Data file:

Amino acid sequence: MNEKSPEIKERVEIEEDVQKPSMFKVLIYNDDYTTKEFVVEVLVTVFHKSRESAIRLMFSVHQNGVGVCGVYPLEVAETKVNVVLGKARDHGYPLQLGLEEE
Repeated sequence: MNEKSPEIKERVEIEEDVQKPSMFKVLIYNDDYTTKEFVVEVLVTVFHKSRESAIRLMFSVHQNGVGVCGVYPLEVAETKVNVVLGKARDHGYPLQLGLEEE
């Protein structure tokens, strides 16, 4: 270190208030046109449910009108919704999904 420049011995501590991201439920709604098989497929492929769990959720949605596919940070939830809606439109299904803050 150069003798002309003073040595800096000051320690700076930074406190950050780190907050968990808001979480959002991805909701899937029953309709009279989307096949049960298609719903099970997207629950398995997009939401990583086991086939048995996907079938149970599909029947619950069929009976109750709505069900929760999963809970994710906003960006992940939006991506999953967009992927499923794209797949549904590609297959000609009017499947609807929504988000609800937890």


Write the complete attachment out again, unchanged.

Amino acid sequence: MNEKSPEIKERVEIEEDVQKPSMFKVLIYNDDYTTKEFVVEVLVTVFHKSRESAIRLMFSVHQNGVGVCGVYPLEVAETKVNVVLGKARDHGYPLQLGLEEE
Repeated sequence: MNEKSPEIKERVEIEEDVQKPSMFKVLIYNDDYTTKEFVVEVLVTVFHKSRESAIRLMFSVHQNGVGVCGVYPLEVAETKVNVVLGKARDHGYPLQLGLEEE
């Protein structure tokens, strides 16, 4: 270190208030046109449910009108919704999904 420049011995501590991201439920709604098989497929492929769990959720949605596919940070939830809606439109299904803050 150069003798002309003073040595800096000051320690700076930074406190950050780190907050968990808001979480959002991805909701899937029953309709009279989307096949049960298609719903099970997207629950398995997009939401990583086991086939048995996907079938149970599909029947619950069929009976109750709505069900929760999963809970994710906003960006992940939006991506999953967009992927499923794209797949549904590609297959000609009017499947609807929504988000609800937890």